The western Mediterranean Coast
With sunshine for most of the year and a magnificent coastline, the western Mediterranean Coast is a popular holiday area. It is also a region steeped in history and legend, dotted with important sites and great medieval castles. Situated on a cliff promontory, Antalya is a popular resort, boasting a picturesque walled old town and harbour, Kaleiçi, the monumental Hadrian’s Gate, Kesik Minare and Yivli Minare mosques and Hidirlik Kulesi, the round Roman tower, and a superb Archaeological Museum. With its mix of charming small guest houses and modern hotels,
it is the ideal starting point for tours to the outlying Roman cities of dramatic Termessos, in the mountains behind the city; Perge, a well-preserved and atmospheric place with tall Hellenistic walls and streets which still bear the marks of chariot wheels; and Aspendos, home to a remarkable second-century AD amphitheatre, still used for live performances during the annual festival.
Turkey’s finest Roman aqueduct lies to the north of the city. Belek, 30km (19 miles) east of Antalya, has two championship golf courses, is the habitat of hundreds of species of birds, and one of several local breeding grounds for the rare leatherback turtle. In Side, now a thriving seaside resort, the Greek enclosure walls are still virtually undamaged. The town also boasts an exquisite fountain, a theatre, two agoras and Roman baths, great beaches and lively nightlife.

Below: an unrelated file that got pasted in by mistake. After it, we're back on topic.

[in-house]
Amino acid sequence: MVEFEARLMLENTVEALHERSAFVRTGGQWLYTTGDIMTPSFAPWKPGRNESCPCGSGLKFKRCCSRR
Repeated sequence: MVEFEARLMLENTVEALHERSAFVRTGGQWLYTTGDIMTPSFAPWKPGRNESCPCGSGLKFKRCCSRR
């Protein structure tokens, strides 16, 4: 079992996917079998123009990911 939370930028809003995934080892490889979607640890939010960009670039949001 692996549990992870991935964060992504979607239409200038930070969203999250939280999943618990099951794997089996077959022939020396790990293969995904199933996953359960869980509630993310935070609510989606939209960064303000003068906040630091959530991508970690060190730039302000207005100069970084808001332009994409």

Nestling at the foot of a rocky promontory and crowned by a Selçuk fortress, the town of Alanya has some fine beaches and a great many large resort hotels. A spectacularly scenic road connects Anamur, striking for its wave-swept Selçuk castle and ancient city, and Silifke, dominated by yet another vast fortress. The museum in ancient Silifke contains finds from the many archaeological sites in the vicinity. Mersin, built on a site dating back to Paleolithic times, is a major port. Nearby, parts of Tarsus date back to biblical times, when St Paul was a child here and Anthony met Cleopatra in the main square.
The prosperous city of Adana, in the middle of the flat Cukurova plain, is the centre of Turkey’s cotton industry, and home to an imposingly huge modern mosque. The massive Taskopru Bridge, built by Hadrian in the second century, the ancient covered bazaar and nearby Crusader castles and Hittite settlements are all interesting sites. The road from heavily polluted Iskenderun leads through the Belen Pass to Antakya, the biblical city of Antioch, where St Peter founded the first Christian community. The grotto where he preached can be seen just outside the town.